8. Ask at least one question that requires answers – asking questions and discussing the answers moves Twitter back into that 2 way medium, and who knows what nuggets of info you’ll find out? My favourite is to ask people what 3 words they think of when they see my name – the answers are illuminating (and sometimes a little bit odd!)


  1. Check in on Birthdays on the homepage – it takes 2 seconds to post a Happy Birthday message on someone’s wall, or drop them a Facebook message. Posting on someone’s wall means that all their friends get to see your message too. Chris recommends sending the Birthday Wishes by email for the surprise factor, which is also cool and maybe a little more personal!
  2. Respond to any comments on your wall – it’s polite to respond to any comments on your wall, if they warrant a reply, so get into the habit of doing so before you forget!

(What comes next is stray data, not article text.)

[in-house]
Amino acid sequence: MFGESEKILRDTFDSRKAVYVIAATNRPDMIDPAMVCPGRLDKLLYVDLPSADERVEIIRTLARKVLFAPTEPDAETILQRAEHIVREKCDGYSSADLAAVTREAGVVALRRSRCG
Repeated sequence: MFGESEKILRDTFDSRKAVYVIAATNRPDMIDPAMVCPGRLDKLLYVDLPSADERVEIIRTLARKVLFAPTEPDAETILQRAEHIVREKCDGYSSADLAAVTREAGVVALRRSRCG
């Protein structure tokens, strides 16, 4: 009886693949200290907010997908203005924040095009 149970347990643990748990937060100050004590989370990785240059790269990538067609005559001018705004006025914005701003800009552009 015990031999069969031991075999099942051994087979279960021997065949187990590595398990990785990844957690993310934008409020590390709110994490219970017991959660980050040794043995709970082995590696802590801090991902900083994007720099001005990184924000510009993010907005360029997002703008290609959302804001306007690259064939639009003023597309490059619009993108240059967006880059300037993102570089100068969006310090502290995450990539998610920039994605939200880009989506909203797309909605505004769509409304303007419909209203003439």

3. Post at least one status message daily – keep people updated and keep you in their minds – don’t get over eager though and post all of your Twitter updates (including retweets and @ messages) into your Facebook status feed – it’s one of the quickest ways to find yourself ‘hidden’! Use the different parts of the status update – make a comment, share a video, share a link – promote conversation where possible!
  4. Share at least 3 interesting updates you find – if someone posts an update you like, use the ’share’ button to post it to your profile – much like retweeting on Twitter it promotes the originator and allows you to share new things with your contacts.
  5. Comment on at least 7 updates or status messages – it doesn’t take long to put a quick comment or ‘like’ on the status updates on your feed page – and people like to have comments; who knows, they may reciprocate Also remember that comments you post on people’s links or updates are available for all of their contacts to view.
  6. Leave a message on 2 fan pages – spend a few seconds posting on a fan page – not only will you help the page out, you’ll reach people you’re not connected to
  7. Leave a message on the walls of 2 people – not been in touch with someone for a while? A simple ‘hey, how are you doing’ message on their wall shows them you’re thinking of them and keeps you in touch without taking up loads of yours or their time.